Some of the SIEM products are complex and require extensive training and regular access to vendor support. Too many SIEM vendors still operate their consulting and support capability from overseas and are unable to offer support within our local time zone, and consequently any on-site support and training can end up quickly eating into any IT budget you have left. For instance, if you need a new report, will your vendor work with you to develop this? What if you need a custom correlation rule or if you have a new data source that the vendor does not support? Or if you have a looming audit and need your vendor's guidance through the process?
Ask the vendor these questions. A trusted provider will be willing to give you value-added services without breaking your budget - this can often mean the difference between a good and a great project. I know a number of organisations that continue flying consultants from the vendor's head office to assist them with their ongoing SIEM operation.
Demand a flexible and agile solution
Security is about staying ahead of the game, so your SIEM solution needs to be very flexible in order to grow with your organisation. A universal reason for purchasing a SIEM solution is to tame the data overload problem. But as organisations gain a consolidated view of their logs, true management-use cases emerge. These include the ability to customise multiple areas in the product - such as data collection policies, correlation rules and associated actions, workflow, dashboards, reporting and investigation tools - to drive maximum efficiency.
Demand a proof of concept
As a customer, it's your right to ask for a trial with your live data across your security infrastructure. Typically, this takes only a week and is well worth the effort. This is your chance to see if the vendor's marketing message is consistent with the product capability (in my experience it never is, but some vendors come close). A live trial - one with real data representing extensive volumes of transactions with unique source devices and systems, and actual testing of real threats - helps organisations avoid the serious pitfalls that can arise from relying on canned product demonstrations.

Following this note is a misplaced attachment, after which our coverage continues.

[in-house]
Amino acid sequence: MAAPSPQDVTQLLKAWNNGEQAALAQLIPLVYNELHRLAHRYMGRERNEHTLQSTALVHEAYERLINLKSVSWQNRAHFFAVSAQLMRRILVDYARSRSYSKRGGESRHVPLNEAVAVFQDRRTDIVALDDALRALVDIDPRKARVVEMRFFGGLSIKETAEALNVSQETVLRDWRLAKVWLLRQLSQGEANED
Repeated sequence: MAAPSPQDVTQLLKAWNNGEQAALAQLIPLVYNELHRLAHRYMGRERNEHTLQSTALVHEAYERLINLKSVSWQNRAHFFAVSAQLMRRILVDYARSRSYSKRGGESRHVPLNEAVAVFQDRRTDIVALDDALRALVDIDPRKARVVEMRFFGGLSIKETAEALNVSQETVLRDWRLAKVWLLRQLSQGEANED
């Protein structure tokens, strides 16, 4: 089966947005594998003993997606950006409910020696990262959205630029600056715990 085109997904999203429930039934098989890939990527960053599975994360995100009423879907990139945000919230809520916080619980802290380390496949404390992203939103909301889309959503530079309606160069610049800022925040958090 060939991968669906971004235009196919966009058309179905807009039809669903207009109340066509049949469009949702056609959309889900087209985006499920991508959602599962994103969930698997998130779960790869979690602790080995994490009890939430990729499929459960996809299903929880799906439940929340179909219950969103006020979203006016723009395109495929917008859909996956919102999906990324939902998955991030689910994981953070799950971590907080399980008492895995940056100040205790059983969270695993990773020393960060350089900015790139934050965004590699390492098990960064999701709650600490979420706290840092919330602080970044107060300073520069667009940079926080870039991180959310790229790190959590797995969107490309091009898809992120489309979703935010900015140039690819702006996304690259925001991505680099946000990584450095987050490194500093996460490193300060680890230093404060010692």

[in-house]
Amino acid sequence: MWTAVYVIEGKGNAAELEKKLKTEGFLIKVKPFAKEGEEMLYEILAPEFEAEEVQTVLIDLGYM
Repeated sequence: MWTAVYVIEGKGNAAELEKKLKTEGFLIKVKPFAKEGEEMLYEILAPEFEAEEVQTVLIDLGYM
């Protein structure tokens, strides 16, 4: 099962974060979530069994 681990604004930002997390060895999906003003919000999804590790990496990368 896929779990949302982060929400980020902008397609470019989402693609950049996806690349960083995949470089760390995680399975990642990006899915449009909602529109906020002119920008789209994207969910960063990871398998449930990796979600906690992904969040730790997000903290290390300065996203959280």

Not all SIEMs are the same
Don't assume that all apparently-similar feature sets provide the same functionality. Vendors approach the same problem in their own unique way and as a result some are far superior to others. For example, I have seen some vendors only offer very basic correlation while others offer multiple advanced correlation techniques.
Another example is with asset integration, where many vendors claim to have asset integration but only allow you to manually load asset data, which is unacceptable for all but the smallest of implementations. Some SIEM vendors will only leverage asset information for historical reporting, unable to correlate asset information in real time for either security or compliance purposes. This is a major limitation and results in an inability to perform effective risk management. True asset integration, accessible by the real-time correlation engine, enables the SIEM solution to automatically prioritise workload by focusing only on the logs related to assets critical for PCI compliance, for example.
Make sure you get serious correlation
Like many SIEM terms, the word 'correlation' lacks standard agreement in principle and practice. SIEM technologies that claim to perform asset, vulnerability and threat correlation achieve this with varying degrees of success.
Without going into the details, the following are some of the questions you should be asking the SIEM vendors about their correlation capabilities: How does the product perform cross-device correlation? How does the product derive priorities? How does the product process identities and roles? How does the product incorporate asset value? How does the product track and escalate threat levels? Can the product perform correlation on both real-time and historical data? Can the product automatically discover unknown threats? How does the product deal with time in the correlation process? How easy is it to alter, tune and author new rules?
Appliance vs. Software
Generally, appliances are easier to set up and operate, while software-based solutions are far more functional and scalable. SIM platforms generally run on an appliance while SEM platforms are software-based.